Are you annoyed by those people who stand in front of you at concerts and you get to watch everything through their smartphone screens? It seems they annoy the performers, too. Looks like Jack White has really had enough of this, and he’s taking phone ban to a new level. From now on, the audience at his concerts will not have the access to their beloved smartphones while the show lasts. They will be asked to keep them locked in Yondr pouches, and they can only unlock them at certain points of the venue.
In April current year, White starts a tour out of the US. His team has issued a statement that the tour will be “phone-free” and there will be “no photos, video or audio recording devices allowed.”
Upon arrival at the venue, all phones and other photo or video-capturing gizmos will be secured in a Yondr pouch that will be unlocked at the end of the show. You keep your pouch-secured phone on you during the show and, if needed, can unlock your phone at any time in a designated Yondr Phone Zone located in the lobby or concourse.
So, you get to have your phone with you all the time, and you can access it in case you need to make a call or send a message. But oh no, how are you gonna post 30 blurry images on your social networks now? Worry not, you’ll get to download them from White’s website and new Instagram account, according to the statement cited at NME.The White’s team encourages you to repost the photos and videos as much as you want and “enjoy a phone-free, 100% human experience.”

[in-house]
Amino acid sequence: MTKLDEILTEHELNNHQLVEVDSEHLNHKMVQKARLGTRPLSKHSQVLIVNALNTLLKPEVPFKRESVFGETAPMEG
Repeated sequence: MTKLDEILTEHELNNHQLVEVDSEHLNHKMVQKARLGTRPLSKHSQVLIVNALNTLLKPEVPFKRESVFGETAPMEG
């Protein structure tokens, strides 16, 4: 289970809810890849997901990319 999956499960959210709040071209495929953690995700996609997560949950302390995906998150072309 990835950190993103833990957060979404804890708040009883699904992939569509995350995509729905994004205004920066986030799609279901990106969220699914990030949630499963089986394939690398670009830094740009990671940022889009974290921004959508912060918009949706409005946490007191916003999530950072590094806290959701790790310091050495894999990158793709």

Frankly, no matter how often I generally use my phone, I don’t use it at concerts. I want to be “here and now” and I don’t want other people to watch the entire show through my screen. I go to concerts pretty often, and people who do this really bother me and ruin the experience for me. Judging from the musicians like Jack White, Adele, and Josh Klinghoffer of RHCP, things like this also annoy the musicians.
I can understand it: they don’t get a reaction from the audience because everyone’s so busy with their phones. I guess it also doesn’t work to just ask the audience to stop filming and taking photos, so White opted for a more radical move. It’s pretty sad, though, that people need to be asked and even forced to enjoy concerts instead of staring at their phones.
On the other hand, no matter how people with phones at concerts go on my nerves, this is perhaps a bit too radical. It can happen that you need the phone urgently, for whichever reason, and you can’t access it immediately. You need to go through the crowd to get to the point where you can unlock the pouch and use your phone. Even I wouldn’t be glad to have my phone locked away, regardless of the fact that it’s been buried somewhere in my bag during every concert I’ve ever attended.
What do you guys think? Do you approve White’s move and wish more musician followed his example? Or is it too radical and limiting?